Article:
Monday, 22 February 2016

Database Normalization Solved Exercise 7

Set of solved exercises in Normalization / Normalization Solved Examples / How to find candidate keys, and primary keys in database? / Sets of examples to find the keys of a tables / Process of Key finding in a database – Examples


Question:


Consider the relation scheme R = (E, F, G, H, I, J, K, L, M, N) and the set of functional dependencies {{E, F} {G}, {F} {I, J}, {E, H} {K, L} {M}, {K} {M}, {L} {N}} on R. What is the key for R?

Solution:

To find the key of a relation, we need to find the closure of attributes. If any attribute’s or set of attributes’ closure gives all the attributes of the relation, then we would say that attribute/set of attributes as the key for that relation.

To simplify this task or to avoid finding closure of all attributes, let us do find the closure for left hand side (LHS) attributes of the functional dependencies.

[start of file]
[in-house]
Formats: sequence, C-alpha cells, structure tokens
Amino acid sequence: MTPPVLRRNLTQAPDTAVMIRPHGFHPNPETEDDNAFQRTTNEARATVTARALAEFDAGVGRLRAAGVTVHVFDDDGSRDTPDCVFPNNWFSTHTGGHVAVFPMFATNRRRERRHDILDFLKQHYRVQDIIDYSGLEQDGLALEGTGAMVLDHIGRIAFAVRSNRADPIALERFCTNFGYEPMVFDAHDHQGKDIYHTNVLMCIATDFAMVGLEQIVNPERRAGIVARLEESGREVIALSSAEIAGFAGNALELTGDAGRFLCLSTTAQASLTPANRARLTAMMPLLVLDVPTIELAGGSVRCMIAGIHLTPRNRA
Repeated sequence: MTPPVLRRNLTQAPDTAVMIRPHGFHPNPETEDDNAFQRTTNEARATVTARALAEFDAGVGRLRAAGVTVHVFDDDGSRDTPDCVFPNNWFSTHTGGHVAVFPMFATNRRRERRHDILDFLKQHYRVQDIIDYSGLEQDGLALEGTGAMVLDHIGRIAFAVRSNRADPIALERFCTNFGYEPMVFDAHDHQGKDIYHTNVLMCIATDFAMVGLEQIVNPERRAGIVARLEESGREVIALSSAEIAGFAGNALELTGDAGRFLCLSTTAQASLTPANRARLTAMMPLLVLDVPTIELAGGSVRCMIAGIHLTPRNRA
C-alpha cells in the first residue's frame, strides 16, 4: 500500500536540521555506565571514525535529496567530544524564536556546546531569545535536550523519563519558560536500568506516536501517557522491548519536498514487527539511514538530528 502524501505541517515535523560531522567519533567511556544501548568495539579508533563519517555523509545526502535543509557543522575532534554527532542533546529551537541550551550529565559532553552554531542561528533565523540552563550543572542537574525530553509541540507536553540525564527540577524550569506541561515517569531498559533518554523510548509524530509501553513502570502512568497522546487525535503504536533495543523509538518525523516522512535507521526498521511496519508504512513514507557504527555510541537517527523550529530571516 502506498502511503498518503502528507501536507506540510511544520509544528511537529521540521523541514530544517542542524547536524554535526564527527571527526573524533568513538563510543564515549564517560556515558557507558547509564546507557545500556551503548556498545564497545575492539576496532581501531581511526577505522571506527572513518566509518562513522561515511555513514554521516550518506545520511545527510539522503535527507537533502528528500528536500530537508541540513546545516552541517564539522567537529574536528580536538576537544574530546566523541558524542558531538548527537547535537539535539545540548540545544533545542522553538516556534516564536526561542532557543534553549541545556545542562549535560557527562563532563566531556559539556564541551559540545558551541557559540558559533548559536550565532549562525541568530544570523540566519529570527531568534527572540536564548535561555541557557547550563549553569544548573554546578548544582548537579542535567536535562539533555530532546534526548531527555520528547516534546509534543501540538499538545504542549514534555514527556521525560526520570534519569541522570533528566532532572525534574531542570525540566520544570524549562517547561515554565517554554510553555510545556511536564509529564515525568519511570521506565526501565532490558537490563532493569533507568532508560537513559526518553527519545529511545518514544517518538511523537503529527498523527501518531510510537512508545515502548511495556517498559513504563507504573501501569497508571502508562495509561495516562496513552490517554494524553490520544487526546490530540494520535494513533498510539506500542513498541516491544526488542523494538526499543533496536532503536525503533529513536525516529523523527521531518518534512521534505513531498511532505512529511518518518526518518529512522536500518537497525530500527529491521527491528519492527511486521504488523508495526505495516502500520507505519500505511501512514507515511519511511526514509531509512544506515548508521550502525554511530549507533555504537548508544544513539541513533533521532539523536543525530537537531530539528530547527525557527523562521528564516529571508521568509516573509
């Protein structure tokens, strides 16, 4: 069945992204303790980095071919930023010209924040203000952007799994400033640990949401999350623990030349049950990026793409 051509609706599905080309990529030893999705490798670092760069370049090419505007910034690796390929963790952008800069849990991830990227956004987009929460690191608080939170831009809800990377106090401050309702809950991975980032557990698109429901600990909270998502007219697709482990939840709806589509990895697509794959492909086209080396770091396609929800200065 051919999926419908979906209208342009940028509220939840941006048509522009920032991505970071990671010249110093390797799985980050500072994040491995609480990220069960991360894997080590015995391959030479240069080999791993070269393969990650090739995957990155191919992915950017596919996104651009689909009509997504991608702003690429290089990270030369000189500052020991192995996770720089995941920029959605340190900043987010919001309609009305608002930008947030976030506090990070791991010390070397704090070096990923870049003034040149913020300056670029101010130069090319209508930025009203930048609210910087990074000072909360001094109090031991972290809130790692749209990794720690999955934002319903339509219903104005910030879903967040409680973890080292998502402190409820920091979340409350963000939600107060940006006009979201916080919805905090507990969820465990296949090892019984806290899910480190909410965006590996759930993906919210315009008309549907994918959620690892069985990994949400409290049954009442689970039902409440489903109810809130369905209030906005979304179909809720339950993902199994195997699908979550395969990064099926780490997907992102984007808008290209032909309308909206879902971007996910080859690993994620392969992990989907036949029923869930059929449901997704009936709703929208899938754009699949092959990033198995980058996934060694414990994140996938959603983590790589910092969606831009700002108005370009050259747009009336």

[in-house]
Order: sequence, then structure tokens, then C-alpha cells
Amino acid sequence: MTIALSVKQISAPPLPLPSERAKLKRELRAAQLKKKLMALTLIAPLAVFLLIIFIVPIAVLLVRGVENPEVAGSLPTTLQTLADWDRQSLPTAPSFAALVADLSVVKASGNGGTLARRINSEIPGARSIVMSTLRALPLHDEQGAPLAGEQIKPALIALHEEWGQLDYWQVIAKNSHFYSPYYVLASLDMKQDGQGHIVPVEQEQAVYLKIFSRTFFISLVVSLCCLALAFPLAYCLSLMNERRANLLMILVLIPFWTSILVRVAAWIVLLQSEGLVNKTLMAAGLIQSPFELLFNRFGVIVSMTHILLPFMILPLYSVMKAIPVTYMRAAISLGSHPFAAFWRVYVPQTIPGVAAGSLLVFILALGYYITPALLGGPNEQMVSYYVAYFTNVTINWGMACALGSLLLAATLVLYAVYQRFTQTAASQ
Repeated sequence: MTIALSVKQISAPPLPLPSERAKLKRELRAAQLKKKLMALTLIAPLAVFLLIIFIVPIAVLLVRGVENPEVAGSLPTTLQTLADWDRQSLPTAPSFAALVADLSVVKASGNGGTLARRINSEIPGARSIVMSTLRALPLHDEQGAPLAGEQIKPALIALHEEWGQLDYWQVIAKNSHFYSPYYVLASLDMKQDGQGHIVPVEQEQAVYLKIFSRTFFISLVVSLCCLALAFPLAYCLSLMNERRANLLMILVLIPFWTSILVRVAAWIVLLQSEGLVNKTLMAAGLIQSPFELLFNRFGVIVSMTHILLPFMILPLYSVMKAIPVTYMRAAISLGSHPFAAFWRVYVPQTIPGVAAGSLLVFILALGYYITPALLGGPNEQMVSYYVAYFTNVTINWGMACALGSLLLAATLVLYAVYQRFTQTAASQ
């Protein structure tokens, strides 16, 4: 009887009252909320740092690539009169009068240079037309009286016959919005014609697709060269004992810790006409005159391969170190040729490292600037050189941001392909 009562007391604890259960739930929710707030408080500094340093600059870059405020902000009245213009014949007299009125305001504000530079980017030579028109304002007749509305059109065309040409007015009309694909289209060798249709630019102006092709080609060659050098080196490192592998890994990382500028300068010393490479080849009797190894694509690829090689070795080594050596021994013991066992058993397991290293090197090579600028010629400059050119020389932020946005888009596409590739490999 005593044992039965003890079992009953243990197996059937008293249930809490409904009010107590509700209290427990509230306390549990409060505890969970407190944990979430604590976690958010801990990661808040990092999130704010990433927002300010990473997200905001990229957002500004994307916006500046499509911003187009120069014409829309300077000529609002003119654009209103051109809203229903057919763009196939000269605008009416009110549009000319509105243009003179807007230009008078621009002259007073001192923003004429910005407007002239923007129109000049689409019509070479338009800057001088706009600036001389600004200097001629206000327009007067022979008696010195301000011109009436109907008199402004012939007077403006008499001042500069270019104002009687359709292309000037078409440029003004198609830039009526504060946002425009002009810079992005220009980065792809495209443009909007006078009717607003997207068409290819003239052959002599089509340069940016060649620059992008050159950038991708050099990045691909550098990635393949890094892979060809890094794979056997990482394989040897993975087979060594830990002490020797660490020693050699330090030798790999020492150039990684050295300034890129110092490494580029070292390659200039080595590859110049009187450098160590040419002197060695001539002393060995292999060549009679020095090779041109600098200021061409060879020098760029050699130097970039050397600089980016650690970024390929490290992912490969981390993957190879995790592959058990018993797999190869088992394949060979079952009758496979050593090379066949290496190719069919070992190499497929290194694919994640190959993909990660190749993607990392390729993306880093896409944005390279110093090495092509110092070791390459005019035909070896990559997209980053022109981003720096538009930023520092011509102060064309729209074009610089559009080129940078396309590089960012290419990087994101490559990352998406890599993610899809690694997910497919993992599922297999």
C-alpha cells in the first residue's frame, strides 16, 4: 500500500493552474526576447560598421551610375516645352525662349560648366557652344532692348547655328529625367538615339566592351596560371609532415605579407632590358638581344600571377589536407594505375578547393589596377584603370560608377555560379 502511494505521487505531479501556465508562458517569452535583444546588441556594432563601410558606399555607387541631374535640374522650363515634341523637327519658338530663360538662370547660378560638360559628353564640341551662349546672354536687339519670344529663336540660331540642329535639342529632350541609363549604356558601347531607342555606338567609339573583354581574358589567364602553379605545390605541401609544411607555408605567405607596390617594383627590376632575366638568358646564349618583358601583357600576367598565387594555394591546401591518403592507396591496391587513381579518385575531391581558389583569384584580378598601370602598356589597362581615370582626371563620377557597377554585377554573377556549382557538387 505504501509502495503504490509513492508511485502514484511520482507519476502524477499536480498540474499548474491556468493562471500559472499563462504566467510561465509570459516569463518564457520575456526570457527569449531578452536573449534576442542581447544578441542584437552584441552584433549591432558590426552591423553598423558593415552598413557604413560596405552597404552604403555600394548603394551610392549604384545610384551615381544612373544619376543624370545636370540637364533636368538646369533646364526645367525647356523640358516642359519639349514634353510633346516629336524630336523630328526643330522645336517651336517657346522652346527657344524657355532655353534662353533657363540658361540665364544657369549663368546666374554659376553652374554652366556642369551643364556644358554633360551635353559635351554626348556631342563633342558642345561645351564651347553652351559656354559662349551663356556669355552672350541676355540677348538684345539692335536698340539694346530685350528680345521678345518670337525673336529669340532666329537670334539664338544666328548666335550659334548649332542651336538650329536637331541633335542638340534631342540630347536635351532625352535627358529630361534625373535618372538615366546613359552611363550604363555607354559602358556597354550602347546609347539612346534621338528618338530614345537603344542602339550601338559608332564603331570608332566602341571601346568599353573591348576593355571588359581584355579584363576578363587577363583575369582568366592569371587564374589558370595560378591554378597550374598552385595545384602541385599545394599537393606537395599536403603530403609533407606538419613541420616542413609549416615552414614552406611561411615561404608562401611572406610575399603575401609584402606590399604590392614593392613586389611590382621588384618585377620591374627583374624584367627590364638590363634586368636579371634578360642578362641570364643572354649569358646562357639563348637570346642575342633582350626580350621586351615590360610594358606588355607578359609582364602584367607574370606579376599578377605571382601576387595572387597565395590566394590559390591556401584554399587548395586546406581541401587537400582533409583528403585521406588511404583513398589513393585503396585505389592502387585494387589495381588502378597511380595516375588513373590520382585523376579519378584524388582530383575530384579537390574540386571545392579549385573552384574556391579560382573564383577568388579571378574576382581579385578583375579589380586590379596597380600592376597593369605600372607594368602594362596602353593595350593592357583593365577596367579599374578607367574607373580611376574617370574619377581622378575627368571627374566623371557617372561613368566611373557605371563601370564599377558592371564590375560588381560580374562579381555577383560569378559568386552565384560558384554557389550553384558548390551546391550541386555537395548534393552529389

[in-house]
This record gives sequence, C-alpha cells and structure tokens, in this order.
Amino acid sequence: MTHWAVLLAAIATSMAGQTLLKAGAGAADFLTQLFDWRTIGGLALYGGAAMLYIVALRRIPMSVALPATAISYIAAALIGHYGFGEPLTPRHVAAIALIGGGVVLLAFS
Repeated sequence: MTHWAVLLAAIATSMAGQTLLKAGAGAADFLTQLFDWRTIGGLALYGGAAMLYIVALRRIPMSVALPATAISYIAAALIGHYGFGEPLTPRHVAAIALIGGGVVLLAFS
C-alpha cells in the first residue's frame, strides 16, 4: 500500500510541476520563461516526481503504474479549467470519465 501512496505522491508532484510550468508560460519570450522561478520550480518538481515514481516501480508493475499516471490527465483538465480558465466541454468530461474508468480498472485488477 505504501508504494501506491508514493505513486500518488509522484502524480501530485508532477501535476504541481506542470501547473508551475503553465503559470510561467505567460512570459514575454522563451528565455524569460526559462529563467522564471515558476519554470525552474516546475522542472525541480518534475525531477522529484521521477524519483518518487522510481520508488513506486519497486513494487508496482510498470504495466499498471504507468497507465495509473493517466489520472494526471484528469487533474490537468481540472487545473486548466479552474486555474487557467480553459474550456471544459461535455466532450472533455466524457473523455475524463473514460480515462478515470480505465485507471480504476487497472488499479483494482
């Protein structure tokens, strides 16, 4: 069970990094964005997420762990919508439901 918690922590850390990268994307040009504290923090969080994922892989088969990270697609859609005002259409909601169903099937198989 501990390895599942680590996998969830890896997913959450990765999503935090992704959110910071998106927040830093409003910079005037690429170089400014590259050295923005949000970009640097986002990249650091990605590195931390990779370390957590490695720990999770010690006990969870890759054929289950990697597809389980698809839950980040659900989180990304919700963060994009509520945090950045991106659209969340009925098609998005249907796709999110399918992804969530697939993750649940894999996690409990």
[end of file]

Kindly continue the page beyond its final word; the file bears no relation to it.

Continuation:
For the given question, attributes F, (E, F), (E, H), K, and L are the LHS attributes.


  • The closure of F, i.e., (F)+ = FIJ EFGHIJKLMN. Hence F is not a candidate key. [Refer, How to find closure]

  • (EF)+ = EFGIJ EFGHIJKLMN. Hence EF is not a candidate key.

  • (EH)+ = EHKLMN EFGHIJKLMN. Hence EH is not a candidate key.

  • (K)+ = KM EFGHIJKLMN. Hence, K is not a candidate key.

We observed that the left side attributes of any FDs alone cannot form a key. Let us try with the combination of two FDs LHS.


  • (EFH)+ = EFGHIJKLMN  = R.

Hence, EFH is the key for this relation.


[
Derivation of EFH+:
Step 1: result = EFH
Step 2: result = EFGH from {E, F} {G}
Step 3: result = EFGHIJ from {F} {I, J}
Step 4: result = EFGHIJKLM from {E, H} {K, L} {M}
Step 5: result = EFGHIJKLMN from {L} {N}
We have reached that the result = R. hence, EFH is the key.
]
 





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